Linux News Today: Linus Torvalds: Security in Itself Is Useless, Upside Is Always Somewhere Else
Linus Torvalds always had strong opinions about hardening the Linux kernel from a security point of view and opposed some of the drastic changes proposed. In a recent interview, he explained why, in the end, kernel vulnerabilities are not all that bad as people make them be.
When a new Linux kernel vulnerability is found, it’s quickly patched, but that also means that there are numerous other problems out there that haven’t been identified just yet. When you have a piece of code that’s being developed for more than two decades, that tends to happen.
Hardening the Linux kernel should be one of the kernel developers’ top priorities, or so we might think, as outsiders. The truth is that from inside the project things are seen a lot differently.
During a lengthy interview with Washington Post, he explained why the security of the kernel must be a compromise against other factors like speed, efficiency, and so on. It’s not as simple as the security people are making it out to be.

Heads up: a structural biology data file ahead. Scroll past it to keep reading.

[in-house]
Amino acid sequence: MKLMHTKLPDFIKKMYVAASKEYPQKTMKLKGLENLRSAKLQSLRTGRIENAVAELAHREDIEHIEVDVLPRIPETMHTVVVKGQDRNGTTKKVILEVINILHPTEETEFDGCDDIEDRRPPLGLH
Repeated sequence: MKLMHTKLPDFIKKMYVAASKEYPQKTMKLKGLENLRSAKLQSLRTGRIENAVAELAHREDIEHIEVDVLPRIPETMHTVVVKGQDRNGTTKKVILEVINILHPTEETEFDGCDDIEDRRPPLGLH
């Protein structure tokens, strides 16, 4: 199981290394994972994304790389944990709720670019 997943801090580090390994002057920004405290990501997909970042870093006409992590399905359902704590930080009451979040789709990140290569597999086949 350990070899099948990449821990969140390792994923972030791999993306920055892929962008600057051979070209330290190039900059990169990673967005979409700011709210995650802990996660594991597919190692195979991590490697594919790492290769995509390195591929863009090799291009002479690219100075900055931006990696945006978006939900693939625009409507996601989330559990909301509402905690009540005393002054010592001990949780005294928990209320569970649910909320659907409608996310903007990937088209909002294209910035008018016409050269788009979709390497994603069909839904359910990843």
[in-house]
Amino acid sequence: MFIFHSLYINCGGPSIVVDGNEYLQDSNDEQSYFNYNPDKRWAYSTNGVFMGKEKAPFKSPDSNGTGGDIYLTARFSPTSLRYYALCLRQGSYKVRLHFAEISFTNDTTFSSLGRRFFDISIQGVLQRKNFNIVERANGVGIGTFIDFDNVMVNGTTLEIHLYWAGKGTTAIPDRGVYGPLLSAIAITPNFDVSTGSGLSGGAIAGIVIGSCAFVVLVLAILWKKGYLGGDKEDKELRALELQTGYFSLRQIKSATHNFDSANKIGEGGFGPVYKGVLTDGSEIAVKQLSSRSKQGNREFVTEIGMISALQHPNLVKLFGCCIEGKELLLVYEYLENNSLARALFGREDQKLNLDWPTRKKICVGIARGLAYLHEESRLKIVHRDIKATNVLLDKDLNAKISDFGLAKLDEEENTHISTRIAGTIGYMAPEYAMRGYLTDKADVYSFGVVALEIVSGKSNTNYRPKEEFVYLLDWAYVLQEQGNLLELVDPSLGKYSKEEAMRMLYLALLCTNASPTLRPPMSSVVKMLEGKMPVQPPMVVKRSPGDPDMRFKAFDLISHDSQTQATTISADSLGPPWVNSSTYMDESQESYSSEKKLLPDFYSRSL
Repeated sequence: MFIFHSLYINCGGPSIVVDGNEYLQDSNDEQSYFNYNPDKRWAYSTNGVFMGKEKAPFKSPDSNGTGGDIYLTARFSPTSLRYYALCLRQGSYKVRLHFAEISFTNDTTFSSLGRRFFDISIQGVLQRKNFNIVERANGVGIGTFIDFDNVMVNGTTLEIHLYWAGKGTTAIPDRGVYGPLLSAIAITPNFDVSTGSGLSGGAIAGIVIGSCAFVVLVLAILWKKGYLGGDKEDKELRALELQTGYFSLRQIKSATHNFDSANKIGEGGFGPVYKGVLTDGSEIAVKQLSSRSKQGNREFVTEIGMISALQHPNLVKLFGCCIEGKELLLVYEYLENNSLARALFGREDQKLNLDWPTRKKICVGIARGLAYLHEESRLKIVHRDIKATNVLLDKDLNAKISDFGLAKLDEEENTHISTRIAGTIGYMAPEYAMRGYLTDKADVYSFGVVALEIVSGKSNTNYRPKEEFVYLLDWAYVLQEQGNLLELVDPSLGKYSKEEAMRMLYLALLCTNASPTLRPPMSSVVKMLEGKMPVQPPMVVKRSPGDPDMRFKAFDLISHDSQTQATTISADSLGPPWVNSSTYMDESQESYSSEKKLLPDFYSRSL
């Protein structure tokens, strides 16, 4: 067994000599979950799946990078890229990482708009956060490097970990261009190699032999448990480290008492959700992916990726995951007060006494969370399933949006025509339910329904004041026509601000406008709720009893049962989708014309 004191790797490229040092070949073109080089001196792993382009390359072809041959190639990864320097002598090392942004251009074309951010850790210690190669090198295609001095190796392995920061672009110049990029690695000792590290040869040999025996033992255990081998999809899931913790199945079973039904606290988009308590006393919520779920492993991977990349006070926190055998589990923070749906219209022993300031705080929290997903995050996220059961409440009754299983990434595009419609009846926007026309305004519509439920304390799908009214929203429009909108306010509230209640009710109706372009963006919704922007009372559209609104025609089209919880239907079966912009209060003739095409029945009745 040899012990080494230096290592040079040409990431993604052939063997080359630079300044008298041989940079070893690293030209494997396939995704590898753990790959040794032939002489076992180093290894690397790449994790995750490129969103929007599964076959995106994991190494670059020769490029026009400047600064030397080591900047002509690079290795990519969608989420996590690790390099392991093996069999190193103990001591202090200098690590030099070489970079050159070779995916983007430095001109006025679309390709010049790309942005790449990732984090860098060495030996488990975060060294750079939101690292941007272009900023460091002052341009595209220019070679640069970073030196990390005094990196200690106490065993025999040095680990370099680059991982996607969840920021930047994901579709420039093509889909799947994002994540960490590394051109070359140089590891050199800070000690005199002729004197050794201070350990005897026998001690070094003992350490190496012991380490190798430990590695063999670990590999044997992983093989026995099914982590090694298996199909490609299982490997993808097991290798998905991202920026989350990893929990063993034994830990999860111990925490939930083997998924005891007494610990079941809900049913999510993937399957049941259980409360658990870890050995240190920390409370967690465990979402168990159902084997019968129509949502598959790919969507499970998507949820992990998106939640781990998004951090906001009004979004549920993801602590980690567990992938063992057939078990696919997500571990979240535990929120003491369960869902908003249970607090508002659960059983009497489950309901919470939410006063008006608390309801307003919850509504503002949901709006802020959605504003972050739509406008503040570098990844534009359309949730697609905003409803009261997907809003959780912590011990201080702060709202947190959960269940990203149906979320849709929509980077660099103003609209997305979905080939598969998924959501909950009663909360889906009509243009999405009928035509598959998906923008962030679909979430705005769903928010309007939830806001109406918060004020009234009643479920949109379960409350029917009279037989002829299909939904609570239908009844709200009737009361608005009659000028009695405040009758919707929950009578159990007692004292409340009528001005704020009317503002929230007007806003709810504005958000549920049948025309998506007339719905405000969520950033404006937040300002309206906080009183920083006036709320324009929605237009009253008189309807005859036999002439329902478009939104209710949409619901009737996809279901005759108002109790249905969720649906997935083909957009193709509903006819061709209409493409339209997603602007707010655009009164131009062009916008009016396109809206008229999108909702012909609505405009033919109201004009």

Security is not a kernel-exclusive job
One of the things that stood out from the interview with Washington Post is something that properly explains the rift between his view and the developers’ who are pushing for increased security.
“The people who care most about this stuff are completely crazy. They are very black and white. Security in itself is useless. The upside is always somewhere else. The security is never the thing that you really care about,” said Linus.
This is indicative of two major points. First of all, you can never rely just on the Linux kernel for your security, and there should always be other layers that prevent vulnerabilities from being exploited. Secondly, no matter how you patch and improve the Linux kernel, you might never see the upside, and there will always be another way in.
Security will remain one of the most important topics of debate inside the Linux kernel community, but it’s not clear if things will move in either direction. We can only hope that Linus’ perspective from inside the kernel is much better than the one from outside it.